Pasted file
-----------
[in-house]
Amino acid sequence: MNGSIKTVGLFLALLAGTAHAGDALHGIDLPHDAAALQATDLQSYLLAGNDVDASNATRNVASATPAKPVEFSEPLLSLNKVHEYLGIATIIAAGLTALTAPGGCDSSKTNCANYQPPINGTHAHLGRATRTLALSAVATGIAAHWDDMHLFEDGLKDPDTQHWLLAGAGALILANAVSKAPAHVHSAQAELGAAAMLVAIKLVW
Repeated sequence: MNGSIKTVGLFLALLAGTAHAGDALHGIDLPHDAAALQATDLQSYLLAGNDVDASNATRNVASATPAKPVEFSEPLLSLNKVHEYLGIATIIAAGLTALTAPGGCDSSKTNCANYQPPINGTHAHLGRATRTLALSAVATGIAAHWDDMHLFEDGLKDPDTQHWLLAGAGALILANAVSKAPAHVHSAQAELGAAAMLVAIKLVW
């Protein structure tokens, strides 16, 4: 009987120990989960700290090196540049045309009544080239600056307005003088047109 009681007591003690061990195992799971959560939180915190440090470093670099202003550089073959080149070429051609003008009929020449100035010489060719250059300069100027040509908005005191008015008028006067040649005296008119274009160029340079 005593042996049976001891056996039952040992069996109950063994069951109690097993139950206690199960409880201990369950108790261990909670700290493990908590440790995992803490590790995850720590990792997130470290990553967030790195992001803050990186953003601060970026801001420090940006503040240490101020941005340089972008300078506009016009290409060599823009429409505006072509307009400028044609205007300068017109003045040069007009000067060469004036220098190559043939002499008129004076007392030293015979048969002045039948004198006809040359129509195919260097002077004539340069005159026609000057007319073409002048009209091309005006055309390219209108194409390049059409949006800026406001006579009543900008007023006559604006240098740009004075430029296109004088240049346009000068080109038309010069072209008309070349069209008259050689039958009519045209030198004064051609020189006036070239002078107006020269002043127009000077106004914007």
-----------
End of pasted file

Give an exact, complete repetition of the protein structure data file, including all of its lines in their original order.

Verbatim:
[in-house]
Amino acid sequence: MNGSIKTVGLFLALLAGTAHAGDALHGIDLPHDAAALQATDLQSYLLAGNDVDASNATRNVASATPAKPVEFSEPLLSLNKVHEYLGIATIIAAGLTALTAPGGCDSSKTNCANYQPPINGTHAHLGRATRTLALSAVATGIAAHWDDMHLFEDGLKDPDTQHWLLAGAGALILANAVSKAPAHVHSAQAELGAAAMLVAIKLVW
Repeated sequence: MNGSIKTVGLFLALLAGTAHAGDALHGIDLPHDAAALQATDLQSYLLAGNDVDASNATRNVASATPAKPVEFSEPLLSLNKVHEYLGIATIIAAGLTALTAPGGCDSSKTNCANYQPPINGTHAHLGRATRTLALSAVATGIAAHWDDMHLFEDGLKDPDTQHWLLAGAGALILANAVSKAPAHVHSAQAELGAAAMLVAIKLVW
């Protein structure tokens, strides 16, 4: 009987120990989960700290090196540049045309009544080239600056307005003088047109 009681007591003690061990195992799971959560939180915190440090470093670099202003550089073959080149070429051609003008009929020449100035010489060719250059300069100027040509908005005191008015008028006067040649005296008119274009160029340079 005593042996049976001891056996039952040992069996109950063994069951109690097993139950206690199960409880201990369950108790261990909670700290493990908590440790995992803490590790995850720590990792997130470290990553967030790195992001803050990186953003601060970026801001420090940006503040240490101020941005340089972008300078506009016009290409060599823009429409505006072509307009400028044609205007300068017109003045040069007009000067060469004036220098190559043939002499008129004076007392030293015979048969002045039948004198006809040359129509195919260097002077004539340069005159026609000057007319073409002048009209091309005006055309390219209108194409390049059409949006800026406001006579009543900008007023006559604006240098740009004075430029296109004088240049346009000068080109038309010069072209008309070349069209008259050689039958009519045209030198004064051609020189006036070239002078107006020269002043127009000077106004914007």